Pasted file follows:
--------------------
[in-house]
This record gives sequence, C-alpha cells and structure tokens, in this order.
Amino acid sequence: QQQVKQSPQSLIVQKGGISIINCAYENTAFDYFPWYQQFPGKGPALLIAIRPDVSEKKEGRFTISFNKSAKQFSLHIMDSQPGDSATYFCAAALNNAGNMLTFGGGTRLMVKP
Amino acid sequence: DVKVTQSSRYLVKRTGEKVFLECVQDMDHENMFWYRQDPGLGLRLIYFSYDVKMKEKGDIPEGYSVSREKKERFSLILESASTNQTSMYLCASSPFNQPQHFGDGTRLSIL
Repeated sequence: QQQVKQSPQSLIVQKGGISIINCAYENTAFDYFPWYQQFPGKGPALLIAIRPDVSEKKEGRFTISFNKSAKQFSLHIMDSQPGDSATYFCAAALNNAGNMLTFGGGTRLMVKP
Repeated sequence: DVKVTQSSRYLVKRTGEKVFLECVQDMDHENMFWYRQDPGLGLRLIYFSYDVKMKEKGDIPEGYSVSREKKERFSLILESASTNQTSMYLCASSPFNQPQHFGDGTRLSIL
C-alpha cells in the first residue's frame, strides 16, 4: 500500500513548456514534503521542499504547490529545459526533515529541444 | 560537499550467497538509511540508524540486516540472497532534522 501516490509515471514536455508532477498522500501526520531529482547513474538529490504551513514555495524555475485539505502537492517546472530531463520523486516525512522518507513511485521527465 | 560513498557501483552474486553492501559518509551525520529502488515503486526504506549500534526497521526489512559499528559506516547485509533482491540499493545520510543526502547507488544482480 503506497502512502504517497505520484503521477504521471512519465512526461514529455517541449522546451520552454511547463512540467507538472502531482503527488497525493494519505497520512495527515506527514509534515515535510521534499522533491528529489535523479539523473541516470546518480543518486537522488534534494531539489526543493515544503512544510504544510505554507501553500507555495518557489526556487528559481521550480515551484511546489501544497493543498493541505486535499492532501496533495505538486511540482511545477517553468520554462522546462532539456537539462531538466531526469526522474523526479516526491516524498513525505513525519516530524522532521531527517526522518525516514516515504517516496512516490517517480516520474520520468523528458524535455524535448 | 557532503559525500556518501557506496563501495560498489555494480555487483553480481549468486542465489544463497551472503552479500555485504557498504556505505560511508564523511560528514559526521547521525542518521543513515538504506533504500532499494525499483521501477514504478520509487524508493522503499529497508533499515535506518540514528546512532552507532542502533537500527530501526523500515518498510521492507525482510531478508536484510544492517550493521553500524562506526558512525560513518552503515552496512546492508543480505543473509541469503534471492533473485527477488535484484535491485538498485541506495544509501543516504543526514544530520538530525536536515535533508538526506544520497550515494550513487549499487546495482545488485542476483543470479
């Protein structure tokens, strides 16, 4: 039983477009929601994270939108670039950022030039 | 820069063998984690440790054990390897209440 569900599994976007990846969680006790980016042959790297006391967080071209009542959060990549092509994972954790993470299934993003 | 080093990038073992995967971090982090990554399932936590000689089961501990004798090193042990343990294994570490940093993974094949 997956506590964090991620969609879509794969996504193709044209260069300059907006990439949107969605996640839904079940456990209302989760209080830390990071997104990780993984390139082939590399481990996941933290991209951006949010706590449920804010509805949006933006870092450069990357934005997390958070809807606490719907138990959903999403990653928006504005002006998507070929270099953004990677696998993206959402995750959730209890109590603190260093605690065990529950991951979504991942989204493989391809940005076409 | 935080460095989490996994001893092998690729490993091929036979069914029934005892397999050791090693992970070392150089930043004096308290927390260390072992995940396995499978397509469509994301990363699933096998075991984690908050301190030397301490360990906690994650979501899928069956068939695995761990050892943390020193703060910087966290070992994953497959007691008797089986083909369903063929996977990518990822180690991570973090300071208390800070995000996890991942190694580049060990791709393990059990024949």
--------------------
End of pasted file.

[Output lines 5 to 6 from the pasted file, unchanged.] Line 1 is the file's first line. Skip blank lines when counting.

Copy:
Repeated sequence: QQQVKQSPQSLIVQKGGISIINCAYENTAFDYFPWYQQFPGKGPALLIAIRPDVSEKKEGRFTISFNKSAKQFSLHIMDSQPGDSATYFCAAALNNAGNMLTFGGGTRLMVKP
Repeated sequence: DVKVTQSSRYLVKRTGEKVFLECVQDMDHENMFWYRQDPGLGLRLIYFSYDVKMKEKGDIPEGYSVSREKKERFSLILESASTNQTSMYLCASSPFNQPQHFGDGTRLSIL